January 19, 2005

Interesting Blog: Dancing on Fly Ash

There’s a lot of lousy fiction being put online these days, but there’s bright, vigorous stuff too, written by gifted young (mostly) people indifferent to the demands of the publishing establishment. If we’re lucky, it will turn out to be our equivalent of the indie rock and indie movies of the 1990s: energetic, fresh, uneven, and evidence that the creative animal will unstoppably burrow new tunnels when the old tunnels have collapsed.

An example is the blog called DANCING ON FLY ASH, put out by two twenty-something guys from Saginaw, Michigan named Matt Bell and Josh Maday. Each story on this blog is 100 words or less—a challenging exercise for the writer and a quick bite for the story–hungry reader. The tight word limit doesn’t read like a gimmick: the stories for the most part occupy their confined quarters comfortably, giving sharply elliptical glimpses of lives beset by anguish and longing. Sometimes it’s remarkable how much detail they can fit in without sacrificing readability.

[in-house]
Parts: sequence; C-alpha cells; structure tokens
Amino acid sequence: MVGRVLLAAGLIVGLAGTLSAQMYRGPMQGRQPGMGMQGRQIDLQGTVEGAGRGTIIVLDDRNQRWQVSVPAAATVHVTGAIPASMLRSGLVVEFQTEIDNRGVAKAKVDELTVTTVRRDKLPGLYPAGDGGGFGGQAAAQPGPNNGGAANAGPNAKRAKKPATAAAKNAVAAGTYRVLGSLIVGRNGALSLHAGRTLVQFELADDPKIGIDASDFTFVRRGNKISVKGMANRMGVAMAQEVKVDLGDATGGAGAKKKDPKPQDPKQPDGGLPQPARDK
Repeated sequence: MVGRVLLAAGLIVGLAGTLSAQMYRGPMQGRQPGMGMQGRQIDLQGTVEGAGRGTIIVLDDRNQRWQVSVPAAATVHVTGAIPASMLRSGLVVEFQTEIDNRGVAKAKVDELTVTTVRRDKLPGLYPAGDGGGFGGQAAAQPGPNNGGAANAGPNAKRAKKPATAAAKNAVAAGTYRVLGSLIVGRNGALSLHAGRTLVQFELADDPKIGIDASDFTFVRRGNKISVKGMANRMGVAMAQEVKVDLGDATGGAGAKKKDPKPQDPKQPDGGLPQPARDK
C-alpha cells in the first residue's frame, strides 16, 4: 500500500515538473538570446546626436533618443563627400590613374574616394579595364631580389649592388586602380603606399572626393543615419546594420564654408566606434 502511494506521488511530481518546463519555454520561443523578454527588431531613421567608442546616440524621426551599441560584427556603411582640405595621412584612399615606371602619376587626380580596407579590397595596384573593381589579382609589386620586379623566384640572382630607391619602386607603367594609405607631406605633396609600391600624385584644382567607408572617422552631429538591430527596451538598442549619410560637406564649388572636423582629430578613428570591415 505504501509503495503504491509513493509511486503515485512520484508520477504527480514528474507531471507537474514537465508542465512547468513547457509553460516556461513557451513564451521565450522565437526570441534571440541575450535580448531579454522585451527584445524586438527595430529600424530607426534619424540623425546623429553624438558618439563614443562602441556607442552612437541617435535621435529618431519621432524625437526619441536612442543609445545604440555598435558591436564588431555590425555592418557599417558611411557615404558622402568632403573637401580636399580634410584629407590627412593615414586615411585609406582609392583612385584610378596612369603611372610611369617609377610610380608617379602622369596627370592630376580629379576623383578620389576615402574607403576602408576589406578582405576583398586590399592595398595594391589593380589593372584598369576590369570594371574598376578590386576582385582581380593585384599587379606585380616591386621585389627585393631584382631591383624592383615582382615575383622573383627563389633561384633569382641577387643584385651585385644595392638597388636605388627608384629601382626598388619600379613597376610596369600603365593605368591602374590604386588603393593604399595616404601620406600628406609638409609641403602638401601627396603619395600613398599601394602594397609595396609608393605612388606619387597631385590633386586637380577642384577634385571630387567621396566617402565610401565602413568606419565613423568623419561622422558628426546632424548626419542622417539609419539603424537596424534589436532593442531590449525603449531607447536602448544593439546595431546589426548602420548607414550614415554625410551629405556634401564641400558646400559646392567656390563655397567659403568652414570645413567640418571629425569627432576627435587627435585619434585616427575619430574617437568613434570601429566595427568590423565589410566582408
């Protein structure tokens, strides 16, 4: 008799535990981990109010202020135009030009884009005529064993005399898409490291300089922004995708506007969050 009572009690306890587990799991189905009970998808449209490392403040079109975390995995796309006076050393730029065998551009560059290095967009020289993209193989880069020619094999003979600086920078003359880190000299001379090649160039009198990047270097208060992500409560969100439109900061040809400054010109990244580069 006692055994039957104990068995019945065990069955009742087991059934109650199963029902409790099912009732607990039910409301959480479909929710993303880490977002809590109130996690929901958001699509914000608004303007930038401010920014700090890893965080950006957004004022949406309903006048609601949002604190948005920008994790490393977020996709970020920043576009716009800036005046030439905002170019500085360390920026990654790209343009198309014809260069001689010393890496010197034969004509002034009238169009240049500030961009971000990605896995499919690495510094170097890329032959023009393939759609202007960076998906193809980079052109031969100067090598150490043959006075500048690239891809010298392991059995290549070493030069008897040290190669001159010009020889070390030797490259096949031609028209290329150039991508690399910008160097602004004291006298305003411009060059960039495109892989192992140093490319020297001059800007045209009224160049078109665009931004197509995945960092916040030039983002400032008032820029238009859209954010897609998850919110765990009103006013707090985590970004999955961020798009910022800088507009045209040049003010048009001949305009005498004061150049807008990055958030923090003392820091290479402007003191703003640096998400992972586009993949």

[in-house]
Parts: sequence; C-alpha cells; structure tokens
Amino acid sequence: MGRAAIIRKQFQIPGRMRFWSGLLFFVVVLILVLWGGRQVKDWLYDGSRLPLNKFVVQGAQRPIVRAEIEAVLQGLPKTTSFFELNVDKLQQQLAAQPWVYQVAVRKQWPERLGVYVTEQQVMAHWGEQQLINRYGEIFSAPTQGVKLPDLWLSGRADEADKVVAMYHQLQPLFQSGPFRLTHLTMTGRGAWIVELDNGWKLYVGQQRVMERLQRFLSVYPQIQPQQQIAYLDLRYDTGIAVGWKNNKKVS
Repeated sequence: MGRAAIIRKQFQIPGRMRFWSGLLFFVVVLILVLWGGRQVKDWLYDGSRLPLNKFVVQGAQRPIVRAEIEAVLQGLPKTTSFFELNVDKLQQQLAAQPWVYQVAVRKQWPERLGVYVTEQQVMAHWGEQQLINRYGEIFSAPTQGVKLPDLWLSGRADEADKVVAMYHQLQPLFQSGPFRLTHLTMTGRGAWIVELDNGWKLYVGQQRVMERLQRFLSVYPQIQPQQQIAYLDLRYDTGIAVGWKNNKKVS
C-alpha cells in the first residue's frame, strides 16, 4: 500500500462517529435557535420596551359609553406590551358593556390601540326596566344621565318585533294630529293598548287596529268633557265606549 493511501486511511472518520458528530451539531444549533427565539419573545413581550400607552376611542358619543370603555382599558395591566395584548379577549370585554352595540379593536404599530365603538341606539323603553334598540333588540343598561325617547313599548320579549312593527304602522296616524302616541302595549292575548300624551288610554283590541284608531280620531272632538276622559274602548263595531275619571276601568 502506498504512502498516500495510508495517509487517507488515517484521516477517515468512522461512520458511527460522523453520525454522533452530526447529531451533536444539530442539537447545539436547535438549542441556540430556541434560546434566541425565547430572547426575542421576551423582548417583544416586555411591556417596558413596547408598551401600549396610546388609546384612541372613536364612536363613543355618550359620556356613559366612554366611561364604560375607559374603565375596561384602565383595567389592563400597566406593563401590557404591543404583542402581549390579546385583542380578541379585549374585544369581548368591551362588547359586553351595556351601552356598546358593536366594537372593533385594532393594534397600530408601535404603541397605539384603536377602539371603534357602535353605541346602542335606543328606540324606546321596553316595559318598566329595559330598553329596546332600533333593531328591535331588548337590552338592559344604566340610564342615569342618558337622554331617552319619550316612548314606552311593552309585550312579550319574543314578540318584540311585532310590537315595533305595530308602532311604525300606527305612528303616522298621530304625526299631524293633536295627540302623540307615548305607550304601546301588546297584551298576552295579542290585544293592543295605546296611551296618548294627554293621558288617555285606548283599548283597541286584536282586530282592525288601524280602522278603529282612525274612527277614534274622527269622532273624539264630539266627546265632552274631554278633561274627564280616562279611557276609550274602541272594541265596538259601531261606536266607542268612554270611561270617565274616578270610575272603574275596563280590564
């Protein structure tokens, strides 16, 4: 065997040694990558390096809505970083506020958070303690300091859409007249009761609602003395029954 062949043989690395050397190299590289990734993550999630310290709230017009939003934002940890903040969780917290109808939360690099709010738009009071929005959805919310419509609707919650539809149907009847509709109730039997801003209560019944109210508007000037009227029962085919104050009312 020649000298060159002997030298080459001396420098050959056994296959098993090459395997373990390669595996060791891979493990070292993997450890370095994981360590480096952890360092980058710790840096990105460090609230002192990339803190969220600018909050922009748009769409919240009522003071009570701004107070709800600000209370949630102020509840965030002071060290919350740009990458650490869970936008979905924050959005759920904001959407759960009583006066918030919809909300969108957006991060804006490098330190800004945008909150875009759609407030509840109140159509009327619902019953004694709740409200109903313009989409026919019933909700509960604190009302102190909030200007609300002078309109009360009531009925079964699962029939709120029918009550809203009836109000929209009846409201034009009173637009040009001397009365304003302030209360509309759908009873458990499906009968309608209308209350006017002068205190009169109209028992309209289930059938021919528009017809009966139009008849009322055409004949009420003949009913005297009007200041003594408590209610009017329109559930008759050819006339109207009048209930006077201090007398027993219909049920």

Josh has a ten-part series entitled “Interview with a Dealer in Celebrity Memorabilia” which reminds me of J. G. Ballard (himself an experimenter with very short forms) in its vision of contemporary life as a prefab ruin. His stories often put cultural icons—Mozart, Elvis, Neitzsche, Kierkegaard, Madonna—or sometimes stand-ins who resemble them—through the paces of quirky, ultimately humanistic, fantasies.

Matt’s newest story, “The Anorexics’ Ball,” is a witty and bleak commentary on modern mores. Some of his recent stories, such as “The Potter’s Defense,” and “New American Language?” deal ironically yet sympathetically with the discovery of banality at the end of an arduous search for self-expression. “All the Words Are Lies, All the Songs Are True” is a bittersweet portrait of a has-been rock star.

Two craftsmen putting themselves through a rigorous self–imposed apprenticeship, and we get to watch them grow.